The letters and testimonials that have come from the cricket fraternity have been amazing!
David Hillard wrote; "Derek never really terrified the opposition when playing but we all had lots of fun."
Another said, "He was a true club man, a cricketer's cricketer with sheer bloody mindedness who always remained cheerful and optimistic."
A truer word may never be spoken of Derek other than he was a true English Gentleman on and off the field.
As an aside from cricket, albeit through it, he met Bob - Robert Simms - also a member of Hertford. They shared a love of writing plays and scripts together (amusing of course ). I can't find any record of them being published but I'm sure they saw themselves as Hertford’s Morecambe and Wise.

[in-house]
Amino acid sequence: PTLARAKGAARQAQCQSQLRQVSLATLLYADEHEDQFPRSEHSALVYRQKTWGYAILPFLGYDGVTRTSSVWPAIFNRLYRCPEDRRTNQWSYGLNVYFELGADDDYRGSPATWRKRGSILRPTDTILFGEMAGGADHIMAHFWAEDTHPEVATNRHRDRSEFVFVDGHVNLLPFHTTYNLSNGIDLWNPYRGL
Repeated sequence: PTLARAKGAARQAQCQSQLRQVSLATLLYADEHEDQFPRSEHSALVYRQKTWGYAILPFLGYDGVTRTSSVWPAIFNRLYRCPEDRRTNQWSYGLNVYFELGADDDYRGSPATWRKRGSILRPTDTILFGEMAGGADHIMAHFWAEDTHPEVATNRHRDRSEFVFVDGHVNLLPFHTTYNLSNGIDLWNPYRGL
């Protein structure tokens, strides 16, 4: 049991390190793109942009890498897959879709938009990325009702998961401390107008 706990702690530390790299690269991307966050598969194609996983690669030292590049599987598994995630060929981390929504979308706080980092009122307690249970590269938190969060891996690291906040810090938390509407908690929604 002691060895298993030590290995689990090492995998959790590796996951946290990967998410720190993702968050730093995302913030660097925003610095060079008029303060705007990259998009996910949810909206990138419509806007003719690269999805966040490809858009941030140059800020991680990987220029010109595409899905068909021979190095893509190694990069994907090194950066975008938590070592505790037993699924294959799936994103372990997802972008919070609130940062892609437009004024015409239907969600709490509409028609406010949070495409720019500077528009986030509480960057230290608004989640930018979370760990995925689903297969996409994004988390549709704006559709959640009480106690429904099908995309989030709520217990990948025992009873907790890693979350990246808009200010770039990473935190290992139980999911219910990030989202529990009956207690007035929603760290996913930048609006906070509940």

Another passion in Derek's life was Masonry and I'm not referring to any bricklaying prowess in fact I think it would be true to say Derek was not a DIY man.
Much as Bashar would not have wished Derek to be in hospital he was possibly relieved he had to deal on a daily basis with Maureen on the extension to the house to accommodate Derek's requirements.
But even without Derek being on-site it got finished on time as he wanted it and in time to allow Derek come home from hospital.
The icing on the cake was Derek's 'secret Garden'. He just loved it, often being able to get outside without any help and sit in his wheelchair on the patio, soaking up the freedom of doing something for himself.
Derek was so grateful to Bashar for what he achieved.
Everyone who has seen it have been so complimentary.